It ain’t if you fall
But how you rise that says
Who you really are


I Decided to Continue

I decided that I was simply being dramatic, as I often am. Stop being dramatic, I told myself. You’re just having a hard time of it. Save some of that sympathy for yourself.

I rediscovered that lesson I learned in my therapist’s office twenty years ago: I just have to do it. The only way to get through something is to go through it. All those doubts and fears and questions have one answer, a clanging, loud, ringing of a very large bell that says, in the language of bells, “just fucking do it.”

So I will. I’d rather be the dumb schlub who didn’t know he wasn’t any good and kept trying anyway than the person who stopped before he really got started.

Do you hear the bell?

I’ve Been Here Before

My memory is a tattered, unreliable thing. Stories I hear about people and who those people are don’t always converge, so somebody will tell me about something that happened to them and then bring it up later and I’ll have no memory of it, at first, but then they reframe it with a rough outline of what they already told me once instead of whatever signposts they thought were the important signifiers and I’ll remember it (usually).

Somebody might say “it’s like when Guy stole my air conditioner” and I don’t remember the story but then they’ll say “I told you about this, Guy stole my air conditioner on the hottest day of the year and drank all my seltzer, too” and then I’ll remember the story because the signpost that remained with me wasn’t the air conditioner at all but the seltzer. Sometimes it makes sense, sometimes it doesn’t.

The point I was trying to make is this: I already wrote about giving up writing. It was over a year ago! Here we are again. I think all creative people can relate to that feeling, so it’s natural that I should experience it again.

Sometimes I Get Lost

I don’t mean literally lost, though that does happen, even in the age of GPS and omnipresent tracking, I mean in my own head. It’s not enough to simply forget things, I also enjoy worrying about forgetting things. Worrying is one of the dumbest things I do. Sometimes it pretends to be “planning” but it’s not.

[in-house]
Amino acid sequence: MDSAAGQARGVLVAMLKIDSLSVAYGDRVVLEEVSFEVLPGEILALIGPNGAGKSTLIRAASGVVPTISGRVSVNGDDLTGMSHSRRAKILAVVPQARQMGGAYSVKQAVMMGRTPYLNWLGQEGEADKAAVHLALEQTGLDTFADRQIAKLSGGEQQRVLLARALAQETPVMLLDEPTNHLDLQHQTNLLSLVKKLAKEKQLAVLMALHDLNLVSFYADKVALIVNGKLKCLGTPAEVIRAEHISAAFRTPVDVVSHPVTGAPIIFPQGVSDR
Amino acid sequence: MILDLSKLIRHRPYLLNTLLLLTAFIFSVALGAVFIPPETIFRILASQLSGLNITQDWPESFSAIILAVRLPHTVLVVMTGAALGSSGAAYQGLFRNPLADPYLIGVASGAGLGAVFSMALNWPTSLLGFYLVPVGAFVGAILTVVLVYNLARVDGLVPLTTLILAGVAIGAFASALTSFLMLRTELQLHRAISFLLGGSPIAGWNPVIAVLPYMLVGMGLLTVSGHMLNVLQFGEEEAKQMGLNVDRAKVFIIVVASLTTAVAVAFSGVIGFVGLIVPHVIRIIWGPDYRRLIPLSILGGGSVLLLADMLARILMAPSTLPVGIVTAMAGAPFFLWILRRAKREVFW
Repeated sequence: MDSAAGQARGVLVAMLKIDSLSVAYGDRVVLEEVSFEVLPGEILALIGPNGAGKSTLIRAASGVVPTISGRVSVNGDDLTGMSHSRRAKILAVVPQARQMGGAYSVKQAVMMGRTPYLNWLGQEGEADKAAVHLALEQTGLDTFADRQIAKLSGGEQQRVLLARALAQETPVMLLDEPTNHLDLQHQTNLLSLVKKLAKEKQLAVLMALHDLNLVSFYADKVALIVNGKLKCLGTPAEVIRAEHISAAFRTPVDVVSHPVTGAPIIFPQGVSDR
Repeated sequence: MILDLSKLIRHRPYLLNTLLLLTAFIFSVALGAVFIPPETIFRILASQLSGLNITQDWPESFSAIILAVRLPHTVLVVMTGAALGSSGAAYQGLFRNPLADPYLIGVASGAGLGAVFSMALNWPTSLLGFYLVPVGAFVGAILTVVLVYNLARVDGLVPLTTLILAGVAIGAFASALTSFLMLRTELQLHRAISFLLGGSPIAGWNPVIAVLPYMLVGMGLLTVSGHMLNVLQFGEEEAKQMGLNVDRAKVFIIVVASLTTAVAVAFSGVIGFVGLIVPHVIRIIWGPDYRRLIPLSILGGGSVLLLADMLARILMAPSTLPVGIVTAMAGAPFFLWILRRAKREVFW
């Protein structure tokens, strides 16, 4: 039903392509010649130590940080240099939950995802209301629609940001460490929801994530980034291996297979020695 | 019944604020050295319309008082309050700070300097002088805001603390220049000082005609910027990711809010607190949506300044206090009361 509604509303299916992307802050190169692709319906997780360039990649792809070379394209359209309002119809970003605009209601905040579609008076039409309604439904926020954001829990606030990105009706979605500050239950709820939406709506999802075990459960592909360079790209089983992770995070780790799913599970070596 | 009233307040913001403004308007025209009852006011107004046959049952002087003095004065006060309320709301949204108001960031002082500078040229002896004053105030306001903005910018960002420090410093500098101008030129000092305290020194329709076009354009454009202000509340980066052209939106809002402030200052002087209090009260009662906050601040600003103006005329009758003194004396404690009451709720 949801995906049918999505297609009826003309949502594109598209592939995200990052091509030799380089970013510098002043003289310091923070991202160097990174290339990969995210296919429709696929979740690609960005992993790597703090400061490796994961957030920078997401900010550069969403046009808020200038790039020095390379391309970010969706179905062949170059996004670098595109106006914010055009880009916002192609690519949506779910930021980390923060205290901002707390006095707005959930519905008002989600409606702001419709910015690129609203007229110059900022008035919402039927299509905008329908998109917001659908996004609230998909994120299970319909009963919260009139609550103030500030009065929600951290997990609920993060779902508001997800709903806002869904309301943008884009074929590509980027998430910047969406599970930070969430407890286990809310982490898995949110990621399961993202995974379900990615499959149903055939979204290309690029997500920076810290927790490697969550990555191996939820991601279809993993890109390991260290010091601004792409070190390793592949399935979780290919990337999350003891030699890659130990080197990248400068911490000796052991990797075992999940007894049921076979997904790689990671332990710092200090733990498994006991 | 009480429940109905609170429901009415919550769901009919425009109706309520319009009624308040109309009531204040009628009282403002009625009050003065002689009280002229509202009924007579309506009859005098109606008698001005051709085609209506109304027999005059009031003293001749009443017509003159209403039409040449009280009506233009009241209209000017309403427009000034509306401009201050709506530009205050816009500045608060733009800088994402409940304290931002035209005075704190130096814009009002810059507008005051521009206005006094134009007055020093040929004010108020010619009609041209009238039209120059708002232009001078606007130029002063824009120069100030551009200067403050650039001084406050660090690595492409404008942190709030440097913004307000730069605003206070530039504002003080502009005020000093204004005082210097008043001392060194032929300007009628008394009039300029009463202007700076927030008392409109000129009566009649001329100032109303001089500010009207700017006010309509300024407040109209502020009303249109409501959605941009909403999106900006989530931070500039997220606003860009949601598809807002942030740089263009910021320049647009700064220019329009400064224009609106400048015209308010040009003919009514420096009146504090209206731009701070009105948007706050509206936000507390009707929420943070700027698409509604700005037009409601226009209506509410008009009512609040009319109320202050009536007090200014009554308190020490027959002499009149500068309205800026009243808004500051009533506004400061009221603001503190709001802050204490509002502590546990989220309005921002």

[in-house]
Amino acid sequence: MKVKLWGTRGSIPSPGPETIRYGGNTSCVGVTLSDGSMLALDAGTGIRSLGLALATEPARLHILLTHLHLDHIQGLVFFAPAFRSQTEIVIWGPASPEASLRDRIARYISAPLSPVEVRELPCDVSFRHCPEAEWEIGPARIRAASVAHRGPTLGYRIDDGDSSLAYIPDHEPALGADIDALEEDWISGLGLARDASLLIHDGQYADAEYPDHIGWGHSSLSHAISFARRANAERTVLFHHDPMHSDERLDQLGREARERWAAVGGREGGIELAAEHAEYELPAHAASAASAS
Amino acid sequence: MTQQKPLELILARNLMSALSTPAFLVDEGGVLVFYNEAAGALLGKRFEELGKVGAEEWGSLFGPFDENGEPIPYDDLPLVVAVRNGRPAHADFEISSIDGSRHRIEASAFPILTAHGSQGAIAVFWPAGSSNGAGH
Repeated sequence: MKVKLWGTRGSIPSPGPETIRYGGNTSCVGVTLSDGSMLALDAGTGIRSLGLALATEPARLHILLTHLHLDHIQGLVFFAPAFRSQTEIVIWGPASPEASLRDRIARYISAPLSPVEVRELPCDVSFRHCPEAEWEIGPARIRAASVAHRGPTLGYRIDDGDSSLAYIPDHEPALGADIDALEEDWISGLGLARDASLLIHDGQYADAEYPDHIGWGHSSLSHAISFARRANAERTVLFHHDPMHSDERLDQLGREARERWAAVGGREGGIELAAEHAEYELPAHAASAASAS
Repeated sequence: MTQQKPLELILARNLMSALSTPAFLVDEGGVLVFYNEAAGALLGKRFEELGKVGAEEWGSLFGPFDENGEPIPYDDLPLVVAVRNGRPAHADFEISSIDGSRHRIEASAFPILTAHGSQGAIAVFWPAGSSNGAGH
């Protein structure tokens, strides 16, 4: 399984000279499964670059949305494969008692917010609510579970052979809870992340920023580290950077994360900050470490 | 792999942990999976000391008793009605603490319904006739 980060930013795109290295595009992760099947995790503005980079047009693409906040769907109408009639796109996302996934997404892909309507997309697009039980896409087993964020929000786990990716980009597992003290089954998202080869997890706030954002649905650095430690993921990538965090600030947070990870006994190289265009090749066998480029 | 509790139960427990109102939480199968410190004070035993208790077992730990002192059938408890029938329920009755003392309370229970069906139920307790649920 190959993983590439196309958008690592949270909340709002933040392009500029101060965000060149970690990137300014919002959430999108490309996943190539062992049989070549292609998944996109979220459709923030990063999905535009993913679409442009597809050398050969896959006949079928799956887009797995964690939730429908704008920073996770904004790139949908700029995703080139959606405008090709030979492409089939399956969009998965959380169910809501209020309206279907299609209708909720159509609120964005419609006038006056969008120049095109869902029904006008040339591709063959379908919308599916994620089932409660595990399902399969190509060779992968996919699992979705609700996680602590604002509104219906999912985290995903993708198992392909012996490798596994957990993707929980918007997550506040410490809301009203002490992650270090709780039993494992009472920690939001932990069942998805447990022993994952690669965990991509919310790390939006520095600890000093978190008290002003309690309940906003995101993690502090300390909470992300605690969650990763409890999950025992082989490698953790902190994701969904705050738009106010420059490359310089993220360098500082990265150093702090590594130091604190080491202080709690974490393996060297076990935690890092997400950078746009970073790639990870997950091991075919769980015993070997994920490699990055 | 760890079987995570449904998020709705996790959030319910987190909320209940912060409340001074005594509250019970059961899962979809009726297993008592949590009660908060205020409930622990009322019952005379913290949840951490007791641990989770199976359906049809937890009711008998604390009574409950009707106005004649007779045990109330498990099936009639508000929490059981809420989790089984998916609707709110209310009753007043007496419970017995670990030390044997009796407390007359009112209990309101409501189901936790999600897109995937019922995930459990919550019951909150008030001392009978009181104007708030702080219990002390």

Dementia lies heavy on my family tree. It doesn’t hit all of us, but when it does it hits hard. Some of us, like my great aunt, lived a very long time and only slightly lost her edge right at the end. Some of us, like the paternal grandfather I barely knew, died from Alzheimer’s. The paternal grandmother I knew very well died of vascular dementia, which is the medical term for a gradual, inexorable atrophy of the brain. People who die of dementia do so usually because their bodies simply forget how to sustain them. It’s an awful, terrible experience for everyone.

If you’re wondering if I’m going to pivot into how I worry that my memory problems stem from early onset dementia (and it would be extremely early, though not impossibly so), then you must be a subscriber.

I don’t have early onset dementia. One of the (few) benefits of having had a brain tumor is that I have a neurosurgeon, a radiologist and an oncologist examine a very detailed MRI scan of my brain once a year. They are specifically looking for bad things. They would have noticed if my brain had atrophied.

This Was Supposed to be About 2020

I wrote a year-end post for 2019 and in reading it again, a year later, I am chagrined. Some of the things I wrote about ended up being far worse than they appeared at the time. Many of those things I was thankful for went away. Such is life. Good fortune, bad fortune, they move in and out like the tide.

2020 is over, and some great things happened for me. I got a job I love during the worst pandemic in a century. I’ll stop there, because even if the last twelve months had good parts for me, I can’t ignore the suffering going on around me.

We are currently living through a massive humanitarian crisis. Even those who haven’t been killed or debilitated by COVID are under enormous threat. I won’t innumerate all of those, either, because if you’re reading this then you’re living through it, too, and I don’t want to be a bummer. For so many people, 2020 is a giant bummer, the worst year of their lives, and my problems shrink in comparison.

The truth is, I’m fine, I’m actually great, and if you’re not, I will help you as much as I can.

2020 can die in a ditch. Even if 2021 isn’t markedly better for you, at least it will be different, and that’s something.


If your fortress is under siege
You can always run to me
If ever your fortress caves
You’re always safe in mine


All the quotes in this newsletter were from a song by Queens of the Stone Age called Fortress, which you can watch and listen to here:

7,194 thoughts on “A Year in Review: 2020